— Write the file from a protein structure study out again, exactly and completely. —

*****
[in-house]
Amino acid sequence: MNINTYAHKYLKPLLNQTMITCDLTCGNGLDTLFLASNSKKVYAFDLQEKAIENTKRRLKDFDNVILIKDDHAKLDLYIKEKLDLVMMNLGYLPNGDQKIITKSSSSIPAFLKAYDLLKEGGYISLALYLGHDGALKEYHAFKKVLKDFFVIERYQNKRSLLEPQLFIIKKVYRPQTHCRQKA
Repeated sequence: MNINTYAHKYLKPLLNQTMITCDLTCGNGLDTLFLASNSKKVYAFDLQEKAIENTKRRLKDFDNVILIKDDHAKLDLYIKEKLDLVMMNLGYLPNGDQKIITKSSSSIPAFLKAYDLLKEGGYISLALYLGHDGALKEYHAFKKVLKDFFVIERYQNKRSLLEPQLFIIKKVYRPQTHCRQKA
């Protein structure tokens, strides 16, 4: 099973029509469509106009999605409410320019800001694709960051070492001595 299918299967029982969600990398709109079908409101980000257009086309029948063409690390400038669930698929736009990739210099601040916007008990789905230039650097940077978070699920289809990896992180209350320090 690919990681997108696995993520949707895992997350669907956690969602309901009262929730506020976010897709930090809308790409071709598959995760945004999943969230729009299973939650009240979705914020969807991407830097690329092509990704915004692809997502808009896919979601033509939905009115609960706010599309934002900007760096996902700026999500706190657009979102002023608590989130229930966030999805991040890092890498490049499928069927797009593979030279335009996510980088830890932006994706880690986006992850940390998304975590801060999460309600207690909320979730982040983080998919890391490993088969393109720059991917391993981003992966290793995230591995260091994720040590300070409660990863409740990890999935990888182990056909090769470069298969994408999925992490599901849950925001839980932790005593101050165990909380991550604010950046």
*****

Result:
[in-house]
Amino acid sequence: MNINTYAHKYLKPLLNQTMITCDLTCGNGLDTLFLASNSKKVYAFDLQEKAIENTKRRLKDFDNVILIKDDHAKLDLYIKEKLDLVMMNLGYLPNGDQKIITKSSSSIPAFLKAYDLLKEGGYISLALYLGHDGALKEYHAFKKVLKDFFVIERYQNKRSLLEPQLFIIKKVYRPQTHCRQKA
Repeated sequence: MNINTYAHKYLKPLLNQTMITCDLTCGNGLDTLFLASNSKKVYAFDLQEKAIENTKRRLKDFDNVILIKDDHAKLDLYIKEKLDLVMMNLGYLPNGDQKIITKSSSSIPAFLKAYDLLKEGGYISLALYLGHDGALKEYHAFKKVLKDFFVIERYQNKRSLLEPQLFIIKKVYRPQTHCRQKA
């Protein structure tokens, strides 16, 4: 099973029509469509106009999605409410320019800001694709960051070492001595 299918299967029982969600990398709109079908409101980000257009086309029948063409690390400038669930698929736009990739210099601040916007008990789905230039650097940077978070699920289809990896992180209350320090 690919990681997108696995993520949707895992997350669907956690969602309901009262929730506020976010897709930090809308790409071709598959995760945004999943969230729009299973939650009240979705914020969807991407830097690329092509990704915004692809997502808009896919979601033509939905009115609960706010599309934002900007760096996902700026999500706190657009979102002023608590989130229930966030999805991040890092890498490049499928069927797009593979030279335009996510980088830890932006994706880690986006992850940390998304975590801060999460309600207690909320979730982040983080998919890391490993088969393109720059991917391993981003992966290793995230591995260091994720040590300070409660990863409740990890999935990888182990056909090769470069298969994408999925992490599901849950925001839980932790005593101050165990909380991550604010950046």